Having interviewed 26 quietly powerful leaders and reflected on what they told me, what struck me was that some were reluctant leaders.

They never thought of themselves as leaders initially. Someone – a mentor, a manager, a senior leader – saw something in them, encouraged and gave them opportunities to step into leadership.

Here are some comments from these leaders:

“I never really aspired for leadership or to become a CEO.” Angie Paskevicius, CEO and Executive Director at Holly Oak and also a Executive Director of a number of other organizations, an executive coach, and a public speaker, 2015 WA Telstra Business Woman of the Year award winner

“I used to think that you needed to be an extrovert to move up and to be successful. And I think making that presumption was a bit disheartening when you’re younger because you sort of thought, ‘Well, how am I ever going to achieve this where I have to be something that I’m not?’”  Brad Chan, CEO of Banna Property Group and the Founder of Haymarket HQ

“[One of my mentors who was a CEO] said to me, ‘You know you could be the CEO of this firm if you wanted to.’ I looked at him like he was crazy and I said, ‘What?’ I said to him, ‘But that’s not my core skill.’” Ruth Picker, Partner at Ernst & Young, Asia Pacific Risk Management Lead

What makes these leaders powerful are that:

  • They step into leadership roles for a bigger purpose than themselves. They would not have done it unless there was a compelling reason for them to step up. Their interest in the collective – the team, organisation or purpose – is stronger than their self-interest. They tend to demonstrate servant leadership as a result.
  • They do not develop a sense of entitlement or self-importance, they remain humble and don’t get affected by Power Poisoning. They haven’t lost empathy for others, their ability to listen to and show respect to everyone regardless of rank/position. Humble leadership comes naturally to them.
  • They develop their own style of leadership. As they don’t step into leadership roles to impress or to gain power for power’s sake, it is important to them to feel authentic. They work on identifying and nurturing their own style of leadership. Authentic leadership is important to them.
  • They are committed to their own development. They are often reluctant because they know that they are missing some skills, such as public speaking. Because they know, they are committed to developing these skills and often excel in them with practice.
  • They look for opportunities to develop others, as they know how much they have benefited from having mentors and supporters. Some have kept in touch with mentees for decades. They support and develop others not out of a sense of obligation but out of joy of seeing others succeed. They tend to be development focused leaders.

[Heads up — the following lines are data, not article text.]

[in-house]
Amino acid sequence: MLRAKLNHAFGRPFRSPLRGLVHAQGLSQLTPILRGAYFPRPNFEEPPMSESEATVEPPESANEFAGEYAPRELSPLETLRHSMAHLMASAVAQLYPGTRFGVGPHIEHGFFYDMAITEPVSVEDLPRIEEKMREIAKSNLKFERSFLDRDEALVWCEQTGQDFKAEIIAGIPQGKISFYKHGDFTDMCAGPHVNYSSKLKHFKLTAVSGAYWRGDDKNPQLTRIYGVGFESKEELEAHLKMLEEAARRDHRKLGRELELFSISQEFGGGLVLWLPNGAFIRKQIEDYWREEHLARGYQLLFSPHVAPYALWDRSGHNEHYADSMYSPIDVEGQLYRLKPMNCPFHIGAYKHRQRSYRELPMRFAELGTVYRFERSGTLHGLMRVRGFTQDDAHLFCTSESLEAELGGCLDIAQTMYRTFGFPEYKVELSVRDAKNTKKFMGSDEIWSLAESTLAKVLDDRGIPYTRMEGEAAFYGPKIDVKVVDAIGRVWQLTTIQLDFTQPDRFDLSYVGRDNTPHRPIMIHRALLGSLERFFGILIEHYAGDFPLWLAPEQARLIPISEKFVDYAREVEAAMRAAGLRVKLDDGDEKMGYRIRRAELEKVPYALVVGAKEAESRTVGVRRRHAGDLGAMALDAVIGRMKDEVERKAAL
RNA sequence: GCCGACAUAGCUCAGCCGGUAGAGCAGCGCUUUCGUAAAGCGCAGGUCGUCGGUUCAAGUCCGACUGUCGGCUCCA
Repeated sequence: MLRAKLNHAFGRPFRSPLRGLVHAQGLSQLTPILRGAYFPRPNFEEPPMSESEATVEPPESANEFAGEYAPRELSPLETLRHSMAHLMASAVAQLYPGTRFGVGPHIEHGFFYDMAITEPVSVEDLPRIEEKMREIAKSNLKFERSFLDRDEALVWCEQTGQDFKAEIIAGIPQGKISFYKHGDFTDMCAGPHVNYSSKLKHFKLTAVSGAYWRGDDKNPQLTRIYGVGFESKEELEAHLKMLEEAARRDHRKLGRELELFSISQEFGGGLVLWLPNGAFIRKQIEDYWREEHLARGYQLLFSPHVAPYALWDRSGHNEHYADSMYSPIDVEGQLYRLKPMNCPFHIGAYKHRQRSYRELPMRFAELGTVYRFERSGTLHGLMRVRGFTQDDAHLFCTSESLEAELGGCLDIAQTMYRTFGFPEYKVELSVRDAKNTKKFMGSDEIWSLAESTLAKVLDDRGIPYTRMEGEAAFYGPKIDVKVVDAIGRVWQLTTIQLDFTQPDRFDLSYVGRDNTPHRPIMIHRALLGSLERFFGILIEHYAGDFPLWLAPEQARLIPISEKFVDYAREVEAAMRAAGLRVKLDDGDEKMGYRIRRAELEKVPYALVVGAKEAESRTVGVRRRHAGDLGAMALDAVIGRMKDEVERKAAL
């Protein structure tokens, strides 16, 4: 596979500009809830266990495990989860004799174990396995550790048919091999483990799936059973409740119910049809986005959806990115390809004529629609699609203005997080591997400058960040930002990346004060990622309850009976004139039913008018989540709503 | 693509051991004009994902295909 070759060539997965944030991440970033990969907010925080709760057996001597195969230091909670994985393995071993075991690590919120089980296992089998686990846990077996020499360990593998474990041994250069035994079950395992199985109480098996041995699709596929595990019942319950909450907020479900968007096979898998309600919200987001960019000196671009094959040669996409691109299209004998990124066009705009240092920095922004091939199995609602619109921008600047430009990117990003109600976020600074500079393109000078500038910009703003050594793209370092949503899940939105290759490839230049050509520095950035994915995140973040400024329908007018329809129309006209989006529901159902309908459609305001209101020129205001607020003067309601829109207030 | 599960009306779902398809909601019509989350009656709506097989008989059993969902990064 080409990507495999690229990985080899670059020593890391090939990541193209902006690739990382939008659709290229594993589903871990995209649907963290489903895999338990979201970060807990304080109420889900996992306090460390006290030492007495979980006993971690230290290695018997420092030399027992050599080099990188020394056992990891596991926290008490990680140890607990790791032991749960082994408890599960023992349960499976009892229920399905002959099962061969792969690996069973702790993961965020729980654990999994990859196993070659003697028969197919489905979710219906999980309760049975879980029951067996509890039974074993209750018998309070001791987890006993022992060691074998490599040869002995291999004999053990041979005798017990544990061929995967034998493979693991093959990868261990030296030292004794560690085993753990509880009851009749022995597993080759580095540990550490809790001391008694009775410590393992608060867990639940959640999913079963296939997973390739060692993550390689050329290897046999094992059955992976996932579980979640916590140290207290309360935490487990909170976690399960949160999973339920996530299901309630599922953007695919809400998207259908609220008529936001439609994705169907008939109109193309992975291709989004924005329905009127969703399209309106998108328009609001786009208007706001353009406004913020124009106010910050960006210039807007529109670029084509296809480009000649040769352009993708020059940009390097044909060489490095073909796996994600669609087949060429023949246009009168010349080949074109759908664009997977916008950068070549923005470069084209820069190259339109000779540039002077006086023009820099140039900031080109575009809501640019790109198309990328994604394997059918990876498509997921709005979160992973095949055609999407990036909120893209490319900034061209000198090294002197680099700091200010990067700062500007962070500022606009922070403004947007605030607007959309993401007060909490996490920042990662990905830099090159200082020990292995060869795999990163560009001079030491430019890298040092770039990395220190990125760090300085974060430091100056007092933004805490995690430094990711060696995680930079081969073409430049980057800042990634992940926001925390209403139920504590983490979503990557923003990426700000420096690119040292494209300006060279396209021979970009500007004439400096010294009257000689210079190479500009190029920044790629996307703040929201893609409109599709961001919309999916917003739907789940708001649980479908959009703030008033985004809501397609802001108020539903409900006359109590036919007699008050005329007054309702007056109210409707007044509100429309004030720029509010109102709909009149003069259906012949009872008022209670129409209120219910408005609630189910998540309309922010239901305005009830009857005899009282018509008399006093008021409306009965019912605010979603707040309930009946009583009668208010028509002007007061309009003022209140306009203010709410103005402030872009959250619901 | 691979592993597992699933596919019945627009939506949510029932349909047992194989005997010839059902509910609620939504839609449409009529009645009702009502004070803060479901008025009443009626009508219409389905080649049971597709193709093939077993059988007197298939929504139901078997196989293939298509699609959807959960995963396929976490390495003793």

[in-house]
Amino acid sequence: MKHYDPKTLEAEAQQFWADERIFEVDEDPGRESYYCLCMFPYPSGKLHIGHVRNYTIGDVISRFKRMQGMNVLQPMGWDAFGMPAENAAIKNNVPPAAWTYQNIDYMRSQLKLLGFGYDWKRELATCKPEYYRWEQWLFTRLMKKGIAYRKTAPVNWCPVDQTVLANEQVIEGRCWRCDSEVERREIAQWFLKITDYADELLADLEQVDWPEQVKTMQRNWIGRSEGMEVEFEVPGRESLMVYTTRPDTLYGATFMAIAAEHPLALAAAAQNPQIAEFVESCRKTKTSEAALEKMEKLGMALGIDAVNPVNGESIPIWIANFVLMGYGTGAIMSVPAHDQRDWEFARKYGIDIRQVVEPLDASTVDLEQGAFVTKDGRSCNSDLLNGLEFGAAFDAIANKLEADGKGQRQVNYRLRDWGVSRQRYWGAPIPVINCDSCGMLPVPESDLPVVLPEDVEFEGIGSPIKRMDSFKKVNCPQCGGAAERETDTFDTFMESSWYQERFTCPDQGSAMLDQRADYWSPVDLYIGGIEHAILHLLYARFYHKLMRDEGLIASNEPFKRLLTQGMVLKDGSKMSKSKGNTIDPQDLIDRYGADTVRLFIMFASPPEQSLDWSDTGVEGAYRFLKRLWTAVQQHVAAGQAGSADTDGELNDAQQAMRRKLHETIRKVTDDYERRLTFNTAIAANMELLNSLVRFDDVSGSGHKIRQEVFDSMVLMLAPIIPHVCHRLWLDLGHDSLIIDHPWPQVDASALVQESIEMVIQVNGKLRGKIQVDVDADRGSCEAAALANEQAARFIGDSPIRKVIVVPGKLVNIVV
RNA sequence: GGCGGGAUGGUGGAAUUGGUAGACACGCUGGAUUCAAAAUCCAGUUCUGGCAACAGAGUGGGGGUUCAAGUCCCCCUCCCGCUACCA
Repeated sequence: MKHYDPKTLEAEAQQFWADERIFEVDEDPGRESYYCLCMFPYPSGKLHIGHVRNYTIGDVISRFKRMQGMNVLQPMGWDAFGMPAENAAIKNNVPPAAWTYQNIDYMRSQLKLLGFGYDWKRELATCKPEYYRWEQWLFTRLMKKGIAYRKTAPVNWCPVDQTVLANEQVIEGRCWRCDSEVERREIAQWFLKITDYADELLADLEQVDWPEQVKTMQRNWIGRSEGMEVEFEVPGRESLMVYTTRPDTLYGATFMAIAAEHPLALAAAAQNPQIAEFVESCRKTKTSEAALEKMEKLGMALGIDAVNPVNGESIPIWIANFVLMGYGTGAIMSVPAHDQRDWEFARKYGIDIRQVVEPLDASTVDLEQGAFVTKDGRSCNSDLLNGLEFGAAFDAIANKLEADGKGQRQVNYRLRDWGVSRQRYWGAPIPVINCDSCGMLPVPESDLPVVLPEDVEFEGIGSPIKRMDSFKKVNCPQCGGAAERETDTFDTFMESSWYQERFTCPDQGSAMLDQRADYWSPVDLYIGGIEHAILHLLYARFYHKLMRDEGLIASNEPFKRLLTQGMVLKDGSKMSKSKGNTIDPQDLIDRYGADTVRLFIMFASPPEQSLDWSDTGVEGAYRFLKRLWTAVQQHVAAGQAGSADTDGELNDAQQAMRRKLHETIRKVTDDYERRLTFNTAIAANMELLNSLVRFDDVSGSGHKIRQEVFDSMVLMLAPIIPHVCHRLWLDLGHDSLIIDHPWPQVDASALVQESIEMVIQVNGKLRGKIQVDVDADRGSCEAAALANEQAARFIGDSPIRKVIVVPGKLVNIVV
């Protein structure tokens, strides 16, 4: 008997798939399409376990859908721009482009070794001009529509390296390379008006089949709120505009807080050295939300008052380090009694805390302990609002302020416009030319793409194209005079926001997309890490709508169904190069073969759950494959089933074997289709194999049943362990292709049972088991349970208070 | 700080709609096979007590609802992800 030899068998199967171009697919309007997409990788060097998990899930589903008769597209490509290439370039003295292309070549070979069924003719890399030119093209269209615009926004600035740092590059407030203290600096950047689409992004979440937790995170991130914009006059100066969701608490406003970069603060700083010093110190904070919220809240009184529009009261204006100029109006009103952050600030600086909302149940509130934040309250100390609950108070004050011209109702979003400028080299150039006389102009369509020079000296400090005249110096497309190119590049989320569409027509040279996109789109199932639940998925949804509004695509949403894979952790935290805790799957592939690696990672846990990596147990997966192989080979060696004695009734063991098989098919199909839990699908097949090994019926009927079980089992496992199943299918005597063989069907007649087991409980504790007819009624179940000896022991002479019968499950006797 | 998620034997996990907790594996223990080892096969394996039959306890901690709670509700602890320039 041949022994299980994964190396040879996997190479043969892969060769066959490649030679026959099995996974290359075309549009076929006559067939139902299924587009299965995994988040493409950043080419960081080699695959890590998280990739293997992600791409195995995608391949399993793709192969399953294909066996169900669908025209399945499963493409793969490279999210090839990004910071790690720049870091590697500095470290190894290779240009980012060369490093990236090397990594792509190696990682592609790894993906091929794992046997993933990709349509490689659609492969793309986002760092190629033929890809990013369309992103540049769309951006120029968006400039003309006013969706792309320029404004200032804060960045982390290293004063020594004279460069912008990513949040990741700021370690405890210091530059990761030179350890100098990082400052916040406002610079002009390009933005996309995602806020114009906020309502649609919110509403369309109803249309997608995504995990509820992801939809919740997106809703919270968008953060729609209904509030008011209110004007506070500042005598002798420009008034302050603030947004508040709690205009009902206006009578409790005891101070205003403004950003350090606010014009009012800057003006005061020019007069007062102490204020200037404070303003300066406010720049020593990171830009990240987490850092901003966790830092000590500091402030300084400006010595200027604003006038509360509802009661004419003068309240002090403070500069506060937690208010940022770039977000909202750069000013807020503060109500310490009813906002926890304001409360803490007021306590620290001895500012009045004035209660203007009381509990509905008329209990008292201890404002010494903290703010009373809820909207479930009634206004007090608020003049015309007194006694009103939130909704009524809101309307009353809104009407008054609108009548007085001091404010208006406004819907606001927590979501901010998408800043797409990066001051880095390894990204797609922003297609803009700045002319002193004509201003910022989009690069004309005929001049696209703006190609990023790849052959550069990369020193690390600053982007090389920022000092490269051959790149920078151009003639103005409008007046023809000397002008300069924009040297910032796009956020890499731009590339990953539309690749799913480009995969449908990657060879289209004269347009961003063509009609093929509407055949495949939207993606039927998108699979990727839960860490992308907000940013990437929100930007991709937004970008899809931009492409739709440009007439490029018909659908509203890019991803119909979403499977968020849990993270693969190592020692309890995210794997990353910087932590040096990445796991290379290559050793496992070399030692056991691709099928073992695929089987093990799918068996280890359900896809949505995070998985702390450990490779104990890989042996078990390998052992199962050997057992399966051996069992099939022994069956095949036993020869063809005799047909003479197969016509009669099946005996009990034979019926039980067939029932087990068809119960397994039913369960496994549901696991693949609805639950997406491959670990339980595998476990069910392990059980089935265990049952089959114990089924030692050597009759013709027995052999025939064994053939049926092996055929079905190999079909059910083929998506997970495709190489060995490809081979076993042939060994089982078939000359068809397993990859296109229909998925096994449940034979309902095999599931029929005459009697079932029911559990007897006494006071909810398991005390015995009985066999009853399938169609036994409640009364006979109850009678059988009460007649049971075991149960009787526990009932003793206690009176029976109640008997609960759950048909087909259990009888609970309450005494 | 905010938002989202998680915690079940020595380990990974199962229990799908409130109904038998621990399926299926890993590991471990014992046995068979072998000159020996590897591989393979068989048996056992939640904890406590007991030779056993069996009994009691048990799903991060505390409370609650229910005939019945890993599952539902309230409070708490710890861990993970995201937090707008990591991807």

Organisations are overlooking talent right in front of their eyes.

Organisations and leaders often look for ambitious people and those who say they wish to lead as potential leaders. Reluctant leaders – those who may not put themselves forward or promote themselves, those who may not appear confident (see ‘Appearing confident’ is over-rated), those who may even say that they are not interested in leadership roles – even if they are highly capable, are usually taken off the ‘potentials’ list. (see Professor Adam Grant’s interview where he says senior leaders promote the wrong leaders because the more self-centred ‘takers’ tend to be better self-promoters.)

However, reluctant leaders often don’t want the limelight but will step into it if it’s for a meaningful purpose. Some of the leadership issues we are seeing today may be partly a result of overlooking reluctant leaders, the bias towards style against substance and mistakingstrong leadership as dominance.

Another reason why we need quietly powerful leaders now, more than ever, even if they come across as reluctant initially. If we were to find, encourage and develop reluctant leaders to step up for a greater purpose that’s meaningful to them:

  • We could reduce or even eliminate the misuse and abuse of power with more leaders focused on the collective interest rather than themselves.
  • We could reduce the leadership gap and address issues with low customer or employee trust in many organisations.
  • We could make more progress with diversity in leadership as we stop saying that someone is not leader-like or ready due to their reluctant style.
  • We could uncover leadership talent we never thought we had.

What do you think? Do you think we should be spotting, encouraging and supporting reluctant leaders?

Related articles

Quietly Powerful Leaders – who are they and why we don’t have enough of them

The definition of what good leadership looks like needs an update

Do you have to be an extrovert to get ahead?

I don’t want to be a leader

The dangers of leaders who appear confident but are not so confident inside